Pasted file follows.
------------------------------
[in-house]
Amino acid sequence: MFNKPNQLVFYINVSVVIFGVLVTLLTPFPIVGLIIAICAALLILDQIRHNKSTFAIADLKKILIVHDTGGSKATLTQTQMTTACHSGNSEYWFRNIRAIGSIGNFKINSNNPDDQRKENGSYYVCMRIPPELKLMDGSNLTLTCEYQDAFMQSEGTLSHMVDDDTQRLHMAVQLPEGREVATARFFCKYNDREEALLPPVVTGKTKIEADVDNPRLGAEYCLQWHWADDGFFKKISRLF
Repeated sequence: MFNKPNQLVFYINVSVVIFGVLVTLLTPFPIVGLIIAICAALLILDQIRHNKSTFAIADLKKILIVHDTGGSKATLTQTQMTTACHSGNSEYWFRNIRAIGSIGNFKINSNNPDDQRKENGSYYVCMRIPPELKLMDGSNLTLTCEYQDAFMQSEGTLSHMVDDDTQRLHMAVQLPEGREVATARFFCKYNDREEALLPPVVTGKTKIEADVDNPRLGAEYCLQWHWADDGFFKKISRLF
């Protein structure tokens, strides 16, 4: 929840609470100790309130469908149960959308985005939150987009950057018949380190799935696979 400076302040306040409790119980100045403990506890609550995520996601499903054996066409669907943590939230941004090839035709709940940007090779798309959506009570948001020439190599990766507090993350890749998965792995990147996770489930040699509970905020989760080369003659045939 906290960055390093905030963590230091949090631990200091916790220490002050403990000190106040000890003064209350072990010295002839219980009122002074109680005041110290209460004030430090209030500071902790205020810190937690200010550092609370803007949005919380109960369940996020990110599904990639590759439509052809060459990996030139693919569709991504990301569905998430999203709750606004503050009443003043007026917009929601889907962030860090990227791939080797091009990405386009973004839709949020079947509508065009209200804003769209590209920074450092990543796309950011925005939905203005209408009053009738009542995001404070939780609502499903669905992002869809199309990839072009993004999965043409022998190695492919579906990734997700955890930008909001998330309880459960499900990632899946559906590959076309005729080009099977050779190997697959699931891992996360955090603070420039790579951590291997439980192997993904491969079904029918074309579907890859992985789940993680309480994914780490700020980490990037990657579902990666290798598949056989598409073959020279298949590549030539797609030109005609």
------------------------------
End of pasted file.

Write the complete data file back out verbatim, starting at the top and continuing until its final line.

[in-house]
Amino acid sequence: MFNKPNQLVFYINVSVVIFGVLVTLLTPFPIVGLIIAICAALLILDQIRHNKSTFAIADLKKILIVHDTGGSKATLTQTQMTTACHSGNSEYWFRNIRAIGSIGNFKINSNNPDDQRKENGSYYVCMRIPPELKLMDGSNLTLTCEYQDAFMQSEGTLSHMVDDDTQRLHMAVQLPEGREVATARFFCKYNDREEALLPPVVTGKTKIEADVDNPRLGAEYCLQWHWADDGFFKKISRLF
Repeated sequence: MFNKPNQLVFYINVSVVIFGVLVTLLTPFPIVGLIIAICAALLILDQIRHNKSTFAIADLKKILIVHDTGGSKATLTQTQMTTACHSGNSEYWFRNIRAIGSIGNFKINSNNPDDQRKENGSYYVCMRIPPELKLMDGSNLTLTCEYQDAFMQSEGTLSHMVDDDTQRLHMAVQLPEGREVATARFFCKYNDREEALLPPVVTGKTKIEADVDNPRLGAEYCLQWHWADDGFFKKISRLF
């Protein structure tokens, strides 16, 4: 929840609470100790309130469908149960959308985005939150987009950057018949380190799935696979 400076302040306040409790119980100045403990506890609550995520996601499903054996066409669907943590939230941004090839035709709940940007090779798309959506009570948001020439190599990766507090993350890749998965792995990147996770489930040699509970905020989760080369003659045939 906290960055390093905030963590230091949090631990200091916790220490002050403990000190106040000890003064209350072990010295002839219980009122002074109680005041110290209460004030430090209030500071902790205020810190937690200010550092609370803007949005919380109960369940996020990110599904990639590759439509052809060459990996030139693919569709991504990301569905998430999203709750606004503050009443003043007026917009929601889907962030860090990227791939080797091009990405386009973004839709949020079947509508065009209200804003769209590209920074450092990543796309950011925005939905203005209408009053009738009542995001404070939780609502499903669905992002869809199309990839072009993004999965043409022998190695492919579906990734997700955890930008909001998330309880459960499900990632899946559906590959076309005729080009099977050779190997697959699931891992996360955090603070420039790579951590291997439980192997993904491969079904029918074309579907890859992985789940993680309480994914780490700020980490990037990657579902990666290798598949056989598409073959020279298949590549030539797609030109005609």